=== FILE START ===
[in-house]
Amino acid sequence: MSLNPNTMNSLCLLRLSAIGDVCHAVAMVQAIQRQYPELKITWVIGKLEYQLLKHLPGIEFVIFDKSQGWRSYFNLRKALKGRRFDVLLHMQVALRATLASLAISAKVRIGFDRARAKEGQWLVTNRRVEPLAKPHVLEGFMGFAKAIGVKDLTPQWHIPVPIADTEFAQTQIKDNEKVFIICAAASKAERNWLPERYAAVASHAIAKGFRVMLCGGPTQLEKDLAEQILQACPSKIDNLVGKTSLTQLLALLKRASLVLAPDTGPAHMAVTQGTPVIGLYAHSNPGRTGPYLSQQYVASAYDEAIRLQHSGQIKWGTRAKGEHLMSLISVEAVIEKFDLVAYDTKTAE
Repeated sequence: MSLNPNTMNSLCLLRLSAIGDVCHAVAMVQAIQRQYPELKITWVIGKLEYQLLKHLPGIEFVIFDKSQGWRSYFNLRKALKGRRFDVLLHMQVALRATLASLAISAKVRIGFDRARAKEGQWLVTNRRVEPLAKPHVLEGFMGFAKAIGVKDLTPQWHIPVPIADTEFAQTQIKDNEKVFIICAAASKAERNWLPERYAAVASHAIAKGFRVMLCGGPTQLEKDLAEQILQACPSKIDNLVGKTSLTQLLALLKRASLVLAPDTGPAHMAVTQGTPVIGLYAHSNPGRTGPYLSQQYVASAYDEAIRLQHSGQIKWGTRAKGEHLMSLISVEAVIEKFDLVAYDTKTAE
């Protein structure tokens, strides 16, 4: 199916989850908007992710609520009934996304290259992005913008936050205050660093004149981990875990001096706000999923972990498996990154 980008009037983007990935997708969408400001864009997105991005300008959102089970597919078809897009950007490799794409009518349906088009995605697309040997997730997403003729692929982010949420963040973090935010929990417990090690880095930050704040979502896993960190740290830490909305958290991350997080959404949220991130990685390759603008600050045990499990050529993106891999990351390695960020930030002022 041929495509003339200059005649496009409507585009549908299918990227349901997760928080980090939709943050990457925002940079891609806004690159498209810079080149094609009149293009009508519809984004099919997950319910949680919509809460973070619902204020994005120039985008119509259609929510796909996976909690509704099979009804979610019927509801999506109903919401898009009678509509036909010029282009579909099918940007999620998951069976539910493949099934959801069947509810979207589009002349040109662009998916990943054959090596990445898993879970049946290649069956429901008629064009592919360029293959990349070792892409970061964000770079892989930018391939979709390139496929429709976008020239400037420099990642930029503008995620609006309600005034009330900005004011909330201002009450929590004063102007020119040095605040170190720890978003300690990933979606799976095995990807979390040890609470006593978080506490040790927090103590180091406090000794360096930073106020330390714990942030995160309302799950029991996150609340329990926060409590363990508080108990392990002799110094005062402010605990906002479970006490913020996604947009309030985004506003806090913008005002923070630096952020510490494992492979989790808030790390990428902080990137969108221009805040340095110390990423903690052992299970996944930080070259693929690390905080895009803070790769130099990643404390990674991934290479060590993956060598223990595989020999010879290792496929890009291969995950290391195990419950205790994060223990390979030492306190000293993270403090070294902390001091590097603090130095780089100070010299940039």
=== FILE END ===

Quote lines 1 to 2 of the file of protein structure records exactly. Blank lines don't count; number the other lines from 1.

[in-house]
Amino acid sequence: MSLNPNTMNSLCLLRLSAIGDVCHAVAMVQAIQRQYPELKITWVIGKLEYQLLKHLPGIEFVIFDKSQGWRSYFNLRKALKGRRFDVLLHMQVALRATLASLAISAKVRIGFDRARAKEGQWLVTNRRVEPLAKPHVLEGFMGFAKAIGVKDLTPQWHIPVPIADTEFAQTQIKDNEKVFIICAAASKAERNWLPERYAAVASHAIAKGFRVMLCGGPTQLEKDLAEQILQACPSKIDNLVGKTSLTQLLALLKRASLVLAPDTGPAHMAVTQGTPVIGLYAHSNPGRTGPYLSQQYVASAYDEAIRLQHSGQIKWGTRAKGEHLMSLISVEAVIEKFDLVAYDTKTAE